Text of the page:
There are many things that we can always recall back on, from the “umm…” to the “ahh…” and to the “errr…”, well that was how our commentary first sounded like. Ohh.., and not forgetting the look on our face as we are trying to recall all the facts and details, some of us have the “look straight but mind wonder” kind of look. Some is the “look up to the ceilings” hoping that somehow the facts will drop in by the pull of gravity. And then there is the “hand rubbing” type of like rubbing the magic lamp. Not forgetting the “shaky voice” type ,where the voice seems to changed to “Tina Turner” before the count to 10 (Hey guys…we know who this ‘shaky voice’ belongs to so… “shhh”) Of course you won’t be hearing from us who is the one carrying the different form of commentary in class, we have what our instructor taught us, the “esprit de'corp” spirit.

So to all those new students, don’t give up on your ‘struggle’. Because regardless how the results turns out, we have already accomplished what many are still ignorance about. And that is what Malaysia has to offer and what being a Malaysian is it all about. We can also be thankful that ‘we are hearing the story’ as we walk past a building we have been ignoring before, because we cannot hear its scream. And now that we do, isn’t it great that we have the chance to share it with someone?

On that note, I am glad that I have finally written something that is entirely my own production without a single ‘copy’ and ‘paste’ in it. You will know what I am talking when you progress to week two. Right; a word or warning .Many of us now belongs to the “Insomnia Club”. ‘Membership’ recruitment is still on-going.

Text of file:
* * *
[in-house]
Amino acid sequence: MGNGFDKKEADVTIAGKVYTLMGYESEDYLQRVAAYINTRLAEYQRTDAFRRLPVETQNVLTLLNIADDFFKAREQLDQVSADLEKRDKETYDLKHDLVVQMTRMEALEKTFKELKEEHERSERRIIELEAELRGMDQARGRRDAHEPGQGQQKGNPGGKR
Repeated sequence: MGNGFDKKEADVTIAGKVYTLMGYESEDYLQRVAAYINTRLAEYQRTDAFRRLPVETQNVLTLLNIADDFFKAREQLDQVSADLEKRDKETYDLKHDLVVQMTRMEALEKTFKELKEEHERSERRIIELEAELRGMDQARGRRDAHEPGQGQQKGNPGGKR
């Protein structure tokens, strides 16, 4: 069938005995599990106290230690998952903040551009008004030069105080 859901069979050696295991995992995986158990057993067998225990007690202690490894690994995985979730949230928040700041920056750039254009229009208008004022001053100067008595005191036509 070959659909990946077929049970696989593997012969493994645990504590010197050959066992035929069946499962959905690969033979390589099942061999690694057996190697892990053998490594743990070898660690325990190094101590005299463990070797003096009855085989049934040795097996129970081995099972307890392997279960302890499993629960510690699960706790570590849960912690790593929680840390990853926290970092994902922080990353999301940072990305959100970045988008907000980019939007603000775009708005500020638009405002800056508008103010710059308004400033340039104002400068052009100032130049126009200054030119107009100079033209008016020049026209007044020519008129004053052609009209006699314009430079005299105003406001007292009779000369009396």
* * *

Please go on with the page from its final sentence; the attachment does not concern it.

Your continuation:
HAVE FUN!

P.S. Psst…, the ‘sun tan’ and ‘stay at home’ will be with us for the many years to come…especially when we go to our ‘country tour’. ;D
BY WENDY

Friday, November 18, 2005

HEALTH TOURISM


Wellness Vacation (Health Tourism)

Introduction:


White washed walls. Cold, sterile corridors. A feeling sterile corridors. A clinical odours. A feeling of dread. At one time, these may have been the words to describe the average hospitals. These days however, walk into a hospital and you cannot help but to compare it to five star hotels. Wall paper corridors, nice soft lighting, tasteful furniture and beautiful furnishings have replaced the much stereotyped hospitals of yesterday, ready to provide visitors a warm welcome and much needed comfort and attention. Along with the interior and exterior makeover comes a refreshing re-positioning of Malaysia’s medical industry that has made the experience of seeking medical treatment and health services a more pleasant and stress-free one.

Facts:

Health Tourism in Malaysia has grown tremendously in the last 4 years thanks to Malaysia government which has taken lead in paving their way for this niche market to grow and promoting positive changes to take place in the industry. Hence, in recent years, Malaysia progressively emerging as a centre for Health and Wellness not just in the region but world wide as well.

With the wide range of medical services offered, from high tech equipment, excellent facilities to qualified medical staff Malaysia is ready and able to meet the need of those who are looking not only for medical or curative treatments but also for diagnostic and services. With the wealth of medical faculties, expertise and treatments available, Malaysia has earned itself a reputable position on the global map.